Enterprise Linux Log

Jan 16 2008   4:14PM GMT

The best open-source SQL server under the sun?



Posted by: Akutz
Tags:
Andrew Kutz
MySQL
sun microsystems

SELECT company FROM mysql INNER JOIN sun ON mysql.about_time = sun.smart_move

By now most people have heard the news: Sun is acquiring MySQL. I was sharing the announcement with co-workers when one of them said that it is old news. He apparently heard about it last night or this morning. But as you can tell from my SELECT statement, I think that MySQL’s acquisition is long overdue.

MySQL: Icarus rising
Some things catch fire when they get too close to the Sun, but MySQL is poised to set the world ablaze. A blog on CNET remarked that “an acquisition by Sun means that MySQL gets to continue being a pureplay open-source company and won’t need to sacrifice the ideals or the benefits of open source to suit a halfway (and half-baked) stance on open source” and another blog wondered aloud if MySQL was ever really innovating. I agree with both of these statements. The reason that MySQL has become the most popular open-source database is not because it is the best open-source database (although you could argue that it is), but because MySQL has a terrific support model. However, the technology itself needs to catch up with some of the competition, such as Postgres schemas.

Almost serendipitous is my previous blog about Trac. The Trac development community has a love/hate relationship with MySQL; that is, for the most part, they love to hate it. Their problems begin with the lack of schema support as well as many others. Perhaps as CNET mentioned, having some backers with deep pockets, MySQL might spend a bit more money on building out its feature set (I cannot wait for 6.0!)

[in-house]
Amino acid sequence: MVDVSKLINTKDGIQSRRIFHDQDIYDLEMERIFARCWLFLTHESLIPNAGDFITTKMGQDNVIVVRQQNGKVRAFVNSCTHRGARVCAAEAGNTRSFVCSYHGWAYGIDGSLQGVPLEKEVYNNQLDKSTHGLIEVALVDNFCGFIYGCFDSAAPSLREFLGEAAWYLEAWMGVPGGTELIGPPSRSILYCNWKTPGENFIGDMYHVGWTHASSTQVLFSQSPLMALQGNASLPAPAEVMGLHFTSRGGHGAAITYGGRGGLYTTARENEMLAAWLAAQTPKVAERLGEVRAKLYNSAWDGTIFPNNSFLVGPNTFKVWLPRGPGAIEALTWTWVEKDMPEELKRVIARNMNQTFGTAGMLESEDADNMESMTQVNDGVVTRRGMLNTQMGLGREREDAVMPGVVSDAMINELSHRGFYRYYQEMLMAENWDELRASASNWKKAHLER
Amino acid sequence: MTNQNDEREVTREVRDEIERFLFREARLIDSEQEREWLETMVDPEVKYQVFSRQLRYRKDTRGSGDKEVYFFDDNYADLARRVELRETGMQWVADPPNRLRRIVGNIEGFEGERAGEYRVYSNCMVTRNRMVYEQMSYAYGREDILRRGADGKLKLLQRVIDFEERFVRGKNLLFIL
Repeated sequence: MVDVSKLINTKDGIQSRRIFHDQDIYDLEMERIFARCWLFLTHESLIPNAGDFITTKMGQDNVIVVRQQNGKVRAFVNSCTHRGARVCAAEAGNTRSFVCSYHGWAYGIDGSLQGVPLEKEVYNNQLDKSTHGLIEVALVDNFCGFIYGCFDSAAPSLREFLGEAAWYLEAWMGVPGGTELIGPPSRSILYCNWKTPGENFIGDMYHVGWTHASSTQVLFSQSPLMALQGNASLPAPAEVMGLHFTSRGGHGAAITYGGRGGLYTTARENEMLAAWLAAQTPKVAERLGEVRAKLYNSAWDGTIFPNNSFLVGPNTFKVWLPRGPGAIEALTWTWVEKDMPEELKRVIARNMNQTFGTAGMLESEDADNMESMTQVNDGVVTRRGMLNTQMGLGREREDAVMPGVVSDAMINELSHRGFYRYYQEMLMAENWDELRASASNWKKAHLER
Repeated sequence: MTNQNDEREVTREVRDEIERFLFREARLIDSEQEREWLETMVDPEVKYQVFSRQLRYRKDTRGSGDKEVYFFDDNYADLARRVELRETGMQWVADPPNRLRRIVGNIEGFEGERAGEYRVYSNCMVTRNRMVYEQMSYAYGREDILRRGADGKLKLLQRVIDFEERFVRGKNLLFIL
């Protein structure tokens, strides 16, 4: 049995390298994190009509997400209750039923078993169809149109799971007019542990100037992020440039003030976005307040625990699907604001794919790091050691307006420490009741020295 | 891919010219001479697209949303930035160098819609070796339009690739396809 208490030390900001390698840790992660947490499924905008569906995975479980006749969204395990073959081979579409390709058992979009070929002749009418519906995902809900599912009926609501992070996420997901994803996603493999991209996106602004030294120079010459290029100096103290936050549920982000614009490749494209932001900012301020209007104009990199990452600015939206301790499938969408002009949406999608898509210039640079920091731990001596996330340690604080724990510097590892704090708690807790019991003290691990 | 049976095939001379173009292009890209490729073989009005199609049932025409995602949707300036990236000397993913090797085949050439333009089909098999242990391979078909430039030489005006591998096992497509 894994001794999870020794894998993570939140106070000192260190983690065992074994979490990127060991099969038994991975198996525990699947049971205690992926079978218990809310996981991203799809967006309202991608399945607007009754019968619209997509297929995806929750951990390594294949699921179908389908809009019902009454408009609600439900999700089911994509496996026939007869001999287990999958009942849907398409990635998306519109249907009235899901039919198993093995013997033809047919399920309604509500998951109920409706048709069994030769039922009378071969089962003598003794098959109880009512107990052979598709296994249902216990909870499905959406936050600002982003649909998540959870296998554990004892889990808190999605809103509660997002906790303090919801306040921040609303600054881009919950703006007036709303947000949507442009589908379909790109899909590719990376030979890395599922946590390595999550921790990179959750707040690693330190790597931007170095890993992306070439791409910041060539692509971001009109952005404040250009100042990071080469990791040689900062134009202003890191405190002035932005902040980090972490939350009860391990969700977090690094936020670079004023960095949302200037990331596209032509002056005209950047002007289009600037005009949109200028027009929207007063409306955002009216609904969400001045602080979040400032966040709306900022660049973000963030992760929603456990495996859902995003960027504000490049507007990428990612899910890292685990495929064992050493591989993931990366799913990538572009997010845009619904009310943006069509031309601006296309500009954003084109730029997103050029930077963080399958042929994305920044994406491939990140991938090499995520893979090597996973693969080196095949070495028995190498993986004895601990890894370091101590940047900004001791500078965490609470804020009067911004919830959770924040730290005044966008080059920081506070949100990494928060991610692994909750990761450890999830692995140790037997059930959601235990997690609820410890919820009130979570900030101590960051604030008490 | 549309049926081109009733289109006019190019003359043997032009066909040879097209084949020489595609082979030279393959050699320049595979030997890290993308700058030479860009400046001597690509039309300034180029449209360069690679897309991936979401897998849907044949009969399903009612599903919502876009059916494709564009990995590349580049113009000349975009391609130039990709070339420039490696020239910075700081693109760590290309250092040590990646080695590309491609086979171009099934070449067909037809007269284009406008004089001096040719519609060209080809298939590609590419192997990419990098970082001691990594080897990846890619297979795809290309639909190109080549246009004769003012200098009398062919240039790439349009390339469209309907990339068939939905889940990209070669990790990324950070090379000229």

A new Sun on the horizon
Sun has been busy this last year, first rebranding their NYSE ticket from Sun to Java, and then becoming a Windows OEM. Despite reassurances, it is obvious that Sun is looking to make moves that boost its bottom dollar, and acquiring the leading open source database server is the right direction to take. MySQL is famous for its scale-up architecture and what better commodity platform to scale on then one that can offer 32 parallel threads? Sun hardware + Solaris + MySQL equals one fantastic database box.

Will MySQL leverage its newly acquired wings to explore innovative ideas, or will it, like Icarus, get burned by the (ahem) sun?

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